The shares of audio streaming king Spotify (SPOT -0.84%) have more than doubled from their March low, and are up 145% since then as of this writing. That's great for shareholders, but what matters now is where the business -- and the stock -- will be in the future.
On Thursday morning, Spotify will release its third-quarter results, which will shed some light on three of the key factors that should drive the company's performance and its stock price going forward.
Premium subscriber growth
Spotify is the rare company that has thus far looked mostly immune to the COVID-19 recession. Just look at its Premium subscriber growth this year versus last year. Premium subscribers grew 27% in the first half of 2020 and 29% during 2019. The same is true of total monthly active users, which are up 29% in this year's first half after growing roughly 30% in each of the last three full years, respectively. So far, a COVID-19-related slowdown hasn't been detectable.
But management's guidance may suggest a Premium subscriber growth slowdown ahead. Last quarter, management's guidance called for 140 million to 144 million Premium subscribers at the end of the third quarter, with 24% to 27% year-over-year growth, and 146 million to 153 million to end 2020, with 18% to 23% year-over-year growth in the fourth quarter. If those growth rates play out, Premium subscriber growth would slow.
But management has consistently reported results near the higher end of their prior guidance. For example, Spotify ended the first quarter of this year with 130 million Premium subscribers when guidance had been for 126 million to 131 million. And it ended the second quarter with 138 million when guidance had been for 133 million to 138 million. That tendency goes back further as well.
So if past is prologue, then there's an above-average chance that Premium subscribers come in near 144 million, the high end of guidance, which would represent growth near 27%. Investors will tune in to see if that trend has continued.
Podcast advertising investments
Spotify's biggest strategic initiative over the last year or two has been its investments in podcast content and technology. It started in earnest last year when the company spent 357 million euros ($421 million at the current exchange rate) on podcasting businesses Gimlet, Anchor, and Parcast.
Soon after, Spotify spent 180 million euros ($210 million) acquiring Bill Simmons' podcast and media business The Ringer. And the big splash came in May when news broke that Spotify had signed Joe Rogan's The Joe Rogan Experience to an exclusive podcast deal reportedly worth over $100 million. There have been numerous other big-name signings as well, including Michelle Obama and Kim Kardashian West.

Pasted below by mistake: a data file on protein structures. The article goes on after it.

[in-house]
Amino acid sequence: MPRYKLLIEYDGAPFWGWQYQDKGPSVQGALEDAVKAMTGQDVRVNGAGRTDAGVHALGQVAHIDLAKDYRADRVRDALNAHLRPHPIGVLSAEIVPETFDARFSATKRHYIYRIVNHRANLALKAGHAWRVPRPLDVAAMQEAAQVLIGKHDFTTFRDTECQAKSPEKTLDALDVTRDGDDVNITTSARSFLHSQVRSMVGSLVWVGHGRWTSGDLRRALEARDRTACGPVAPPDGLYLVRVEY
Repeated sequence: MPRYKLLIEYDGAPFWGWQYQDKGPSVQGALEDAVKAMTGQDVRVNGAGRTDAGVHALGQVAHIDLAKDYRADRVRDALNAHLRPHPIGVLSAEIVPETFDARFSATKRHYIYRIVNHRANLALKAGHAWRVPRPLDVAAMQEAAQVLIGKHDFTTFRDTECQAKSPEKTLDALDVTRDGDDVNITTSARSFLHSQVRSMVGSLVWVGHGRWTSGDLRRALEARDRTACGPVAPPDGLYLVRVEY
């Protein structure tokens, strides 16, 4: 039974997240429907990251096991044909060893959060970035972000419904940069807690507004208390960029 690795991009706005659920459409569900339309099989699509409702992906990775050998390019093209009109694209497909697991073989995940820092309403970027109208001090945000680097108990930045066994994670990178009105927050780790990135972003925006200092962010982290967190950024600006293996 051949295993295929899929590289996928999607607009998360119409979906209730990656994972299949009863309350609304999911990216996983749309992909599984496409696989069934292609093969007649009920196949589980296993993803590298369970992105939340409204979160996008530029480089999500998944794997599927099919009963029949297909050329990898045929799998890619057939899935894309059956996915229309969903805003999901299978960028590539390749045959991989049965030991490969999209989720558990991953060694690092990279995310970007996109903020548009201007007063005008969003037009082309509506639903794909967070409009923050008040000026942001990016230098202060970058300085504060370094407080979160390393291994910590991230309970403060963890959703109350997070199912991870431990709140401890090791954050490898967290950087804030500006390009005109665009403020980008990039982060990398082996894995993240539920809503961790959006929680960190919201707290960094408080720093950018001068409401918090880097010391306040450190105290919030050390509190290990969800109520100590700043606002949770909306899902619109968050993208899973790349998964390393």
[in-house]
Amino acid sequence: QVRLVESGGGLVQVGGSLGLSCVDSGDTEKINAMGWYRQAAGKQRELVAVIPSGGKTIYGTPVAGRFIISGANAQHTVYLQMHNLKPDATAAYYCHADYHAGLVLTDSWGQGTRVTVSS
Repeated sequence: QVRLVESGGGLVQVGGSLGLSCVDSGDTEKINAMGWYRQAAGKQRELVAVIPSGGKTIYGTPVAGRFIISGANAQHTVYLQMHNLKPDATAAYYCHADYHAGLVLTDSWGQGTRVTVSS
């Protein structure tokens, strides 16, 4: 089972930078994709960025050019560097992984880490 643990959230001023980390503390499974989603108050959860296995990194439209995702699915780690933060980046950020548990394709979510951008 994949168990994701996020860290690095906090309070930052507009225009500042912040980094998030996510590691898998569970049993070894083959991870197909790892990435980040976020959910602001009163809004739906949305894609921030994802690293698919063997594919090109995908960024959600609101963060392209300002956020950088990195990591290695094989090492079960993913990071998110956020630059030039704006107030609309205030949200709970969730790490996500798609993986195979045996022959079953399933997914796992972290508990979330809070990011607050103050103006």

One of the big questions analysts will surely ask on Thursday's call is to what extent the company has seen its expanding podcast content attract incremental users and Premium subscribers to the platform. That question is particularly relevant as it relates to The Joe Rogan Experience, which is one of the most popular podcasts around, became available on Spotify's platform in September, and becomes exclusive later this year.
Another big question is: "How much is the company making on podcast advertising, how fast is it growing, and where is the company with its Streaming Ad Insertion (SAI) podcast advertising technology?" These are some of the key questions that relate to the timing and magnitude of the payoff from the company's major podcasting investments.
Investors should also be listening closely for any hints at management's expectations for future pricing power. Historically, management has heavily emphasized that Spotify is entirely focused on market share growth and that flexing its pricing power was not in the cards for the foreseeable future.
But last quarter, founder and CEO Daniel Ek somewhat uncharacteristically dropped the term "pricing power" a couple of times. For example, Ek said exclusive podcast content "enables pricing power." Later on the call, he said:
And I think the Spotify product and content mix is getting better by the day. And over time, that gives us confidence that we should have ability to be a significant player in subscription and have pricing power as well going forward.
This is important because many investors still view music or audio streaming as a commodity product with little differentiation, which would make pricing power elusive. As a result, many investors think Spotify's ability to raise its subscription prices is either far off in the future at best or suspect at worst when competitors like Apple's Apple Music offer a relatively similar service.
But Spotify shareholders are generally much more enthusiastic about the product's superiority to the competition and therefore tend to be more optimistic about the company's long-term pricing power. Investors should tune in on Thursday to find out what else management says about this topic and others.